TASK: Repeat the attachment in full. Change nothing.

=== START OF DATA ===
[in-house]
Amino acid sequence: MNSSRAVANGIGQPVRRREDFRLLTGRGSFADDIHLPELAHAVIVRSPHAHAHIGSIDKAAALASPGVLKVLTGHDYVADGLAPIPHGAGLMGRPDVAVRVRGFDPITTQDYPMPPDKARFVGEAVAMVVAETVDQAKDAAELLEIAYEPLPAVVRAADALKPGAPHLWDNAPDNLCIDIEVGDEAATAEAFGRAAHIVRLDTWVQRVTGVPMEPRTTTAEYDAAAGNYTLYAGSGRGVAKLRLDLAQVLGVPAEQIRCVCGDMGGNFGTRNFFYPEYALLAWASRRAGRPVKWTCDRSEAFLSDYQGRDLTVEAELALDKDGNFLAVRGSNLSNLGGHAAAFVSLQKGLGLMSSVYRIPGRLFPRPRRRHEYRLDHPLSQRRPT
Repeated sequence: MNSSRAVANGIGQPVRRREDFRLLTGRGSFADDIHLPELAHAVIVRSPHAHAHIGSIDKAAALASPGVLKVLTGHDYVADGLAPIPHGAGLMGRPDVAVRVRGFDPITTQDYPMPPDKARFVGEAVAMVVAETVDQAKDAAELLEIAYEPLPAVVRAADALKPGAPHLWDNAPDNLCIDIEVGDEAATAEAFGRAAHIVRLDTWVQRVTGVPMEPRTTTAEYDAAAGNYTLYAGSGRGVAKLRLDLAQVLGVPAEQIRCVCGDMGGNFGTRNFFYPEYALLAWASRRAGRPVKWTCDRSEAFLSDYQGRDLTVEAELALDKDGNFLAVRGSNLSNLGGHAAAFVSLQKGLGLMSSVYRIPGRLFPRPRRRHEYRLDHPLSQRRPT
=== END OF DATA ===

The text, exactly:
[in-house]
Amino acid sequence: MNSSRAVANGIGQPVRRREDFRLLTGRGSFADDIHLPELAHAVIVRSPHAHAHIGSIDKAAALASPGVLKVLTGHDYVADGLAPIPHGAGLMGRPDVAVRVRGFDPITTQDYPMPPDKARFVGEAVAMVVAETVDQAKDAAELLEIAYEPLPAVVRAADALKPGAPHLWDNAPDNLCIDIEVGDEAATAEAFGRAAHIVRLDTWVQRVTGVPMEPRTTTAEYDAAAGNYTLYAGSGRGVAKLRLDLAQVLGVPAEQIRCVCGDMGGNFGTRNFFYPEYALLAWASRRAGRPVKWTCDRSEAFLSDYQGRDLTVEAELALDKDGNFLAVRGSNLSNLGGHAAAFVSLQKGLGLMSSVYRIPGRLFPRPRRRHEYRLDHPLSQRRPT
Repeated sequence: MNSSRAVANGIGQPVRRREDFRLLTGRGSFADDIHLPELAHAVIVRSPHAHAHIGSIDKAAALASPGVLKVLTGHDYVADGLAPIPHGAGLMGRPDVAVRVRGFDPITTQDYPMPPDKARFVGEAVAMVVAETVDQAKDAAELLEIAYEPLPAVVRAADALKPGAPHLWDNAPDNLCIDIEVGDEAATAEAFGRAAHIVRLDTWVQRVTGVPMEPRTTTAEYDAAAGNYTLYAGSGRGVAKLRLDLAQVLGVPAEQIRCVCGDMGGNFGTRNFFYPEYALLAWASRRAGRPVKWTCDRSEAFLSDYQGRDLTVEAELALDKDGNFLAVRGSNLSNLGGHAAAFVSLQKGLGLMSSVYRIPGRLFPRPRRRHEYRLDHPLSQRRPT